It hurts to ask
“It never hurts to ask!”
I get this advice a lot. It’s bullshit and we all know it.
We hate getting asked for things. It’s painful at a visceral level to have to say no. We generate narratives about the ask-er to justify the “no” we have to deliver. “They are CRAZY to ask me for this” or “what a snake to ask for something so out of bounds”.
It doesn’t matter that they were “just asking” and that we’re free to push back or say no - the emotional damage of the ask is done when the ask is made. Recently, an investor told me they’d received bad feedback about a close friend of mine during DD reference checks. The bad feedback stemmed entirely from two “asks” he made in previous compensation negotiation. I can’t think of a worse reason to harbor bad feelings against a startup executive, but I’m not surprised. Because it hurts to ask.
Beyond the personal toll asks take, each ask has an outsized effect on slowing down a negotiation and putting any particular deal at risk. If you ask something even slightly unexpected of the other side in a negotiation, they have to understand it, discuss it, and decide whether to counter it or even walk away, before they can come back to you with changes or a decision. The effect multiplies quickly as you add asks into the process, and negotiations that should have taken days can take weeks or months. Companies and priorities can change quickly, and a negotiation that takes months is at risk by default.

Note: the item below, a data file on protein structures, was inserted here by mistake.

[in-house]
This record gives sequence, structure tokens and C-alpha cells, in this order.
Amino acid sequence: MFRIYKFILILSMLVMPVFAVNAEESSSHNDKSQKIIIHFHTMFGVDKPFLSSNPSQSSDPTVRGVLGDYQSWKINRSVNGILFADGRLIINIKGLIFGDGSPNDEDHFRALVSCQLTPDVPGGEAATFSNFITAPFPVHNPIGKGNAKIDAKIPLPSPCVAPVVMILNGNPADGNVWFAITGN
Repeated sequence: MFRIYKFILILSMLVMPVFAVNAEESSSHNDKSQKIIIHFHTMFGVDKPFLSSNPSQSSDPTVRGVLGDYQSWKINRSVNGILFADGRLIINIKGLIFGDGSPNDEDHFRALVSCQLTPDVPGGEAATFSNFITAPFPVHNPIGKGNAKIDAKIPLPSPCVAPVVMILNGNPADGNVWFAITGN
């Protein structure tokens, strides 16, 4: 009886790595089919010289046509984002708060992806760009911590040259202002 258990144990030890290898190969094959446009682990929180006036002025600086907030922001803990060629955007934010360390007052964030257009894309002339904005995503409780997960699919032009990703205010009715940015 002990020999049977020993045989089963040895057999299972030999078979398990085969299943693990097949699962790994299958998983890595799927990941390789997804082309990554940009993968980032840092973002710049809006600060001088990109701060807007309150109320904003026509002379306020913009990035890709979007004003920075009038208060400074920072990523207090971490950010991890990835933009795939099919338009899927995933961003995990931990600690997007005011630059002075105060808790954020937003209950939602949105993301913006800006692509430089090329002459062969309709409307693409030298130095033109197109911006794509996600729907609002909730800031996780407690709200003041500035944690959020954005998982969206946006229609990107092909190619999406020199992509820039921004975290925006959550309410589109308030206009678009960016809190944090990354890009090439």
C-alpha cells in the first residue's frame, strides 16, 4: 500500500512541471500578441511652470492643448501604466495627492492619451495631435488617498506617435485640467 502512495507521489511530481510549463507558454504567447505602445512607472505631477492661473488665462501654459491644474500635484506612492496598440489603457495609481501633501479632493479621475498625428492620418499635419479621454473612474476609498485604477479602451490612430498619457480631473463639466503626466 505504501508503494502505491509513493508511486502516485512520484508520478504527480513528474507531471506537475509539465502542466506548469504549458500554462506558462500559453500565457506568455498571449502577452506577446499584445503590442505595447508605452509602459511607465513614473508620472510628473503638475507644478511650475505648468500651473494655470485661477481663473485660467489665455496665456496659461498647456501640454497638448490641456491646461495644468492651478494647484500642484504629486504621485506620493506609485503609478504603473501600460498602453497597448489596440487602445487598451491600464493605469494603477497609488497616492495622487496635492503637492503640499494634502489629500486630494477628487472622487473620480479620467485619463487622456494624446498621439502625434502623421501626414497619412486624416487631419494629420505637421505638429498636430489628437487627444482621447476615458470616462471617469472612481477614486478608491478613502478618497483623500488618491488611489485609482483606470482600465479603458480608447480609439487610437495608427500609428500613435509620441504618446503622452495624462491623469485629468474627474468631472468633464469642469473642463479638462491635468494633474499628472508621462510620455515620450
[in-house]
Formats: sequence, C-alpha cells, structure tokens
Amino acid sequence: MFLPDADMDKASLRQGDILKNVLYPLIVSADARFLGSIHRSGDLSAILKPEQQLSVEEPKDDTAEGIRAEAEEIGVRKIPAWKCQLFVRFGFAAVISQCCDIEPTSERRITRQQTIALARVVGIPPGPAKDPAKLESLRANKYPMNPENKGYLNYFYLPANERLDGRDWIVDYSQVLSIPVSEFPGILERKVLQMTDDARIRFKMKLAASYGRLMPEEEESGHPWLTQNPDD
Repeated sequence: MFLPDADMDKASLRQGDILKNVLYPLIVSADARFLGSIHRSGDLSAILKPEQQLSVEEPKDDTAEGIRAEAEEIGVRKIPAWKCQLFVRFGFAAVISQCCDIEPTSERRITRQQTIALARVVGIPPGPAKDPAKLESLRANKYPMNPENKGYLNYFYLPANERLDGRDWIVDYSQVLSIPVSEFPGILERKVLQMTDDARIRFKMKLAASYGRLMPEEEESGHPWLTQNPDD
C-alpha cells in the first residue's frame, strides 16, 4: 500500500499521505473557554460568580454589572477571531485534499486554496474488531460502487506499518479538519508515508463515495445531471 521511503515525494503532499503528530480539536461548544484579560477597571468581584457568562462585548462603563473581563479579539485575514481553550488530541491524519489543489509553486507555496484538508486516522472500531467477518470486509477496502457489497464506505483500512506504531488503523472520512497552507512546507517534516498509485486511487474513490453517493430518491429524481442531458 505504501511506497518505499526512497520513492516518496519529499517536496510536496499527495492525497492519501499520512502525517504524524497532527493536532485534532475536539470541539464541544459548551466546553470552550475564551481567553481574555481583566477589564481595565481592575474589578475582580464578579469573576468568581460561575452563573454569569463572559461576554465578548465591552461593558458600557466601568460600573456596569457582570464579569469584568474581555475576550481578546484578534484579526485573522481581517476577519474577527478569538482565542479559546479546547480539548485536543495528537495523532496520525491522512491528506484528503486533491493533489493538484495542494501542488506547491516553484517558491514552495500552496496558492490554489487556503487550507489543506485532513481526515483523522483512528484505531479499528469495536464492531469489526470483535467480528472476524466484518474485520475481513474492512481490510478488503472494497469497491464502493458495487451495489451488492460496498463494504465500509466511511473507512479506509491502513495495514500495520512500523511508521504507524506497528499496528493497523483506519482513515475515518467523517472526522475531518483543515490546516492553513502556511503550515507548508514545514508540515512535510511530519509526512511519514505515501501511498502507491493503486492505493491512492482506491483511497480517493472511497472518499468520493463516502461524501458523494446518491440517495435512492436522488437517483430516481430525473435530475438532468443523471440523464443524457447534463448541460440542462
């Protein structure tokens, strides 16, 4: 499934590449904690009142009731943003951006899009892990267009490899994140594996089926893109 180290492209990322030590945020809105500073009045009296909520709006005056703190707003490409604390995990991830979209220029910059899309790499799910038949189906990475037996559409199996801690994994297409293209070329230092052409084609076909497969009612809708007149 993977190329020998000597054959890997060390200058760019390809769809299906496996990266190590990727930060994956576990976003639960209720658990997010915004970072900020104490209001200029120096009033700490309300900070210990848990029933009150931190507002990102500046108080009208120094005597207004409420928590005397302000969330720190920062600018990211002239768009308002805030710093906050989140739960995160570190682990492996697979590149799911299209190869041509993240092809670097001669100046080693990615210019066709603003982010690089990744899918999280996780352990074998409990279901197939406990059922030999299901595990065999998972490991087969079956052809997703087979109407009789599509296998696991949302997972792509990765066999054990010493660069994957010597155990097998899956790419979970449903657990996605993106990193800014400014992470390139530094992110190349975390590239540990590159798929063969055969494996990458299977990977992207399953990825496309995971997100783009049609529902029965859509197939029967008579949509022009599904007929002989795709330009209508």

My advice: on a personal level, set expectations early for the asks you’re likely to make and don’t make asks that aren’t important. From a business perspective, keep the number of asks you make of your counterparty in a negotiation as narrow as possible. Ideally, if you’re the vendor, make only 1 ask and make it price. Any other asks you want to make (public reference, term, etc) should come as counter-asks when your customer pushes back either on your ask or something they need internally (compliance requirements, support, exclusivity, etc). It hurts to ask but asking is important, so keep your asks narrow and keep them clear.